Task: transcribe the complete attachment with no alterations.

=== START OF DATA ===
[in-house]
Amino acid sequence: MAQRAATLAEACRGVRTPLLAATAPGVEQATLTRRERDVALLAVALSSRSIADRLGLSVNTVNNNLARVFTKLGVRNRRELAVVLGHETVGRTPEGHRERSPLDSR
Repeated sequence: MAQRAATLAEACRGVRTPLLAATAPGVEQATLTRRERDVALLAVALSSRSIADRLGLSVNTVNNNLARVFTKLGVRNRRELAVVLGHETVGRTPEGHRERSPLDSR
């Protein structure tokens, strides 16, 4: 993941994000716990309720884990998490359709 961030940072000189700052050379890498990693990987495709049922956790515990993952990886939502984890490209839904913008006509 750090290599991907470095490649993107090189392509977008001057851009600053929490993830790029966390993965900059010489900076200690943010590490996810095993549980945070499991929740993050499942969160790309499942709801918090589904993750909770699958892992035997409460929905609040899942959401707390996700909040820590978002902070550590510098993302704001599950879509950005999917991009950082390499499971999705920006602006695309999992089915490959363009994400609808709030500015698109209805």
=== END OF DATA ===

[in-house]
Amino acid sequence: MAQRAATLAEACRGVRTPLLAATAPGVEQATLTRRERDVALLAVALSSRSIADRLGLSVNTVNNNLARVFTKLGVRNRRELAVVLGHETVGRTPEGHRERSPLDSR
Repeated sequence: MAQRAATLAEACRGVRTPLLAATAPGVEQATLTRRERDVALLAVALSSRSIADRLGLSVNTVNNNLARVFTKLGVRNRRELAVVLGHETVGRTPEGHRERSPLDSR
């Protein structure tokens, strides 16, 4: 993941994000716990309720884990998490359709 961030940072000189700052050379890498990693990987495709049922956790515990993952990886939502984890490209839904913008006509 750090290599991907470095490649993107090189392509977008001057851009600053929490993830790029966390993965900059010489900076200690943010590490996810095993549980945070499991929740993050499942969160790309499942709801918090589904993750909770699958892992035997409460929905609040899942959401707390996700909040820590978002902070550590510098993302704001599950879509950005999917991009950082390499499971999705920006602006695309999992089915490959363009994400609808709030500015698109209805």